A website for LovePork, www.lovepork.co.uk, seen in October 2017, included text on a page titled “Pork Medallion Mid Week Meals” which stated “Pork medallions are quick and easy to cook. High in protein and low in fat, they make a deliciously healthy midweek meal that the whole family will love.”
Viva and two members of the public challenged whether the nutrition claim “low in fat” complied with the Code.
Agriculture and Horticulture Development Board t/a Love Pork said before making the low in fat claim they had obtained Assured Advice from their Primary Authority, Buckinghamshire and Surrey Trading Standards, and were told that the proposed wording was justified. They provided documentary evidence to show that the claim "low in fat" met the conditions of use of the permitted nutrition claim “LOW FAT”, as it appeared in the Annex to Regulation (EC) 1924/2006 on nutrition and health claims made on foods (the Regulation). They provided independent test sheets for pork loin medallions and pork fillets sourced from retailers, a summary of the independent test sheets for pork loin medallions and pork fillets and the Assured Advice they received. They said they believed it was clear from the test results that the fat content was below 3 g per 100 g for the tested product and they considered that meant they had complied with the conditions of use of the permitted claim and had therefore not breached the Code.
The ASA noted that, according to the Regulation, which was reflected in the CAP Code, only nutrition claims listed in the Annex of the Regulation (the Annex) were permitted in ads promoting foods and that marketers must ensure that they met the conditions of use associated with the claims in question. We also noted that nutrition claims were defined in the Regulation as any claim which stated, suggested or implied that a food had particular beneficial nutritional properties, including due to the nutrients or other substances it contained, contained in reduced or increased proportions, or did not contain.
We considered that “low in fat” was a nutrition claim for the purposes of the Regulation. According to the conditions of use associated with that nutrition claim, it could only be made where the product contained no more than 3 g of fat per 100 g.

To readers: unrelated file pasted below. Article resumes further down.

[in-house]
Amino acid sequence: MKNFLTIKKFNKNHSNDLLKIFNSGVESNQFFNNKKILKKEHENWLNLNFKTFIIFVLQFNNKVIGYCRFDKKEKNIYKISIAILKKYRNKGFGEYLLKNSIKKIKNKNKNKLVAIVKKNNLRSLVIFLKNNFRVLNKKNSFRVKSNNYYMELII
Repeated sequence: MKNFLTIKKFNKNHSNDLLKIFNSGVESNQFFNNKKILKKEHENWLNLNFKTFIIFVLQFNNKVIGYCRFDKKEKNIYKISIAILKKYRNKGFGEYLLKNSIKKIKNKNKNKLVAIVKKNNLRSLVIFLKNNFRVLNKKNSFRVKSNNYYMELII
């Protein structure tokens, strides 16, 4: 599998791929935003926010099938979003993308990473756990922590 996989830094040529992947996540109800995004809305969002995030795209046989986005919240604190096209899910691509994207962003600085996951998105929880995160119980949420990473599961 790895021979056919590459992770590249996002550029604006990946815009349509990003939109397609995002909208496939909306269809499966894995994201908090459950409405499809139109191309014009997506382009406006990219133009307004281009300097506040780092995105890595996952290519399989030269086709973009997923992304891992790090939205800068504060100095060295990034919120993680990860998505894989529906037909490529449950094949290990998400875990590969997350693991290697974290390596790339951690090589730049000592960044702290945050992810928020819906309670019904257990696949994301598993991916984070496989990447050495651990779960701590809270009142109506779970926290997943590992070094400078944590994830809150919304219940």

We considered the evidence provided. The advertiser had supplied 27 samples of pork fillet medallions and pork loin medallions trimmed of fat to an independent UKAS accredited body for testing. These samples were selected randomly from nine supermarket retailers, supplied as sold to consumers and removed of their packaging for blinding purposes. The testing demonstrated that all of the samples contained no more than 3 g of fat per 100 g. We considered the testing was sufficiently robust and concluded that pork fillet and loin medallions trimmed of fat met the conditions of use for the permitted nutrition claim “low in fat”, and that the advertising claim therefore did not breach the Code.
We investigated the ad under CAP Code (Edition 12) rules
Marketing communications that contain nutrition or health claims must be supported by documentary evidence to show they meet the conditions of use associated with the relevant claim, as specified in the EU Register. Claims must be presented clearly and without exaggeration.
Only nutrition claims listed in the updated Annex of the EU Regulation (as reproduced in the EU Register) may be used in marketing communications.
Only health claims listed as authorised in the EU Register, or claims that would have the same meaning to the consumer may be used in marketing communications.
http://www.ec.europa.eu/food/food/labellingnutrition/claims/community_register/authorised_health_claims_en.htm. (Food, food supplements and associated health or nutrition claims), but did not find it in breach.
No further action necessary.